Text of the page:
An outstanding century from Dawid Malan and Reece Topley’s eye-catching return put England’s World Cup defence back on track as they hammered Bangladesh by 137 runs in Dharamshala.
The 2019 champions were bruised by a thumping loss to New Zealand in the tournament opener but banked a handsome win of their own to cap their visit to the outer ranges of the Himalayas.
Malan was the architect, rolling out a career-best 140 in 107 balls as he carried England to 364 for nine with a fourth century in his last nine innings.
At one stage they would have backed themselves to post 400, but a flurry of wickets at the back end kept them to a less flashy figure.
It was still their biggest World Cup total on foreign soil and easily enough to get the job done against outmatched opponents who were railroaded by Topley on his recall to the starting XI.
England bolstered their pace attack by swapping out spin-bowling all-rounder Moeen Ali for the 6ft 7in left-armer and it proved an inspired decision as Topley blew away the Bangladesh top order and finished with four for 43.
He took two in two balls in his opening over, clean bowled captain Shakib Al Hasan with a wonderful ball and circled back for the battling Mushfiqur Rahim.
He was the pick of the pack throughout and will take some budging from the teamsheet now.
Malan was only inked into the starting XI last month, embarking on a compelling run of late summer form just as the selectors were losing faith in the form and fitness of Jason Roy.
A lethargic start against the Black Caps in Ahmedabad did not show him at his best, but the 36-year-old removed any doubt about his readiness with a wonderfully-paced knock.
His first 50 runs came in a hurry, taking just 39 balls, and, after taking 52 more to convert his half-century, he showed off some extra gears by slamming 40 off his last 16 deliveries.
Malan’s ambitious streak was evident from the outset, with two glorious sixes off Mustafizur Rahman the highlight of England’s 61-run powerplay.
When Bangladesh retreated to spin he took a different method, rarely allowing himself to go aerial, threading his shots into gaps and pulling out a reverse sweep against the steadying hand of Shakib.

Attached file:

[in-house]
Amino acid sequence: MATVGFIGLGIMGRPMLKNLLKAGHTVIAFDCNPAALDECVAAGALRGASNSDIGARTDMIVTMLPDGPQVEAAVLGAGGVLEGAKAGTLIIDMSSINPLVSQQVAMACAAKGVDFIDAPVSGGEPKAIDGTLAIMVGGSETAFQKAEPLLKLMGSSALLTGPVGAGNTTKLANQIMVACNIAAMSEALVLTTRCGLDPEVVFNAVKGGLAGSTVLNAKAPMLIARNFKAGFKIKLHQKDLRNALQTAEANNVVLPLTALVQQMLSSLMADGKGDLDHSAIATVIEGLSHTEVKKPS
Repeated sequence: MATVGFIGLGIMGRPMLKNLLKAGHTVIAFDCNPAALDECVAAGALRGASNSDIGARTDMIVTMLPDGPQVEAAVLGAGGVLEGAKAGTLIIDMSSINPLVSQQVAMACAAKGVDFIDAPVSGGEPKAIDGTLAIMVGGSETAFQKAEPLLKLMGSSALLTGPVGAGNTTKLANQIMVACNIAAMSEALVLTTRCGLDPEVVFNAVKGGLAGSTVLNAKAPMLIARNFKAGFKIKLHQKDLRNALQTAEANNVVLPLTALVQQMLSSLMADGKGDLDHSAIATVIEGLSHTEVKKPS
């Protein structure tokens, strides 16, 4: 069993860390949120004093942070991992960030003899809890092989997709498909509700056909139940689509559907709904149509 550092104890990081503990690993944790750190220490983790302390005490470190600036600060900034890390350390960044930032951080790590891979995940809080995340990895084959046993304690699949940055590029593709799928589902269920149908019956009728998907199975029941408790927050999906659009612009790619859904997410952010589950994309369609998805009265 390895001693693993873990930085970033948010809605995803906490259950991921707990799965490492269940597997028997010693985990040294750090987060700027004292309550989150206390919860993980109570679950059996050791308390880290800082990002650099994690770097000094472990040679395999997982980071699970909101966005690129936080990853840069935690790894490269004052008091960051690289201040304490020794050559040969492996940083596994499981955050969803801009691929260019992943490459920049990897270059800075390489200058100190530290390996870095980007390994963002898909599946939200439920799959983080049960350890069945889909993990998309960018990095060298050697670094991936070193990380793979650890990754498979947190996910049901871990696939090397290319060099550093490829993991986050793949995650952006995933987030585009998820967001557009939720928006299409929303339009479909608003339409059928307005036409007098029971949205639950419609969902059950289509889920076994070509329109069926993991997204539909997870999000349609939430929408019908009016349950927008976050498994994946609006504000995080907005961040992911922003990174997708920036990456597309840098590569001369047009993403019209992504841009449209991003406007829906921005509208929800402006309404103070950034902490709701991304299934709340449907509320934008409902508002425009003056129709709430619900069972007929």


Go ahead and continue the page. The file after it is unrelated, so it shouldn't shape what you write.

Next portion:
He took the lion’s share of a 115-run partnership with Jonny Bairstow (52), who had earlier joined England’s 100-cap club after a presentation from former captain Eoin Morgan and was looking solid until Shakib snuck one into his leg stump.
Malan also outscored Joe Root in the decisive third-wicket stand of 151 that kept England ticking for almost 20 overs.
Root, who emerged alone in credit against the Black Caps thanks to a well-made 77, was calm and controlled again, cutting loose only briefly to reverse ramp Mustafizur for six.
In reaching 82 he moved past Graham Gooch as England’s leading run-scorer in World Cup cricket, easing past his mark of 897.
When Malan departed in the 38th over, after unloading a torrent against Mehedi Hasan, he had left the power-hitters in the middle order a perfect platform of 266 for two.
To score 98 more for the loss of seven wickets was an underachievement, down in no small part to Sofiul Islam, who removed Jos Buttler, Root and Liam Livingstone in the space of nine deliveries.
Despite that, they already had more than enough, with Topley’s new ball showing settling the issue.
Having watched from the sidelines as England took a single wicket last time out, he doubled that tally in his first over.
Shakib survived despite misreading the hat-trick ball but was soon undone by something even better, beaten on the outside edge by one that held its line and clipped the top of off.
When Chris Woakes nicked off Mehidy Hasan Miraz it was hard to see a way back from 49 for four and they never really attempted to tackle the spiralling required rate.
Liton Das (76) and Mushfiqur (51) made England work before Woakes and Topley returned to add to their hauls, but the sense of any danger had long disappeared.
Livingstone countered his first-ball dismissal with the bat by producing a first-ball wicket of his own and Adil Rashid opened his account in his 16th over of the tournament.
Bangladesh’s passivity saw them survive almost until the end, but Mark Wood and Sam Curran hit the stumps late on to wrap things up.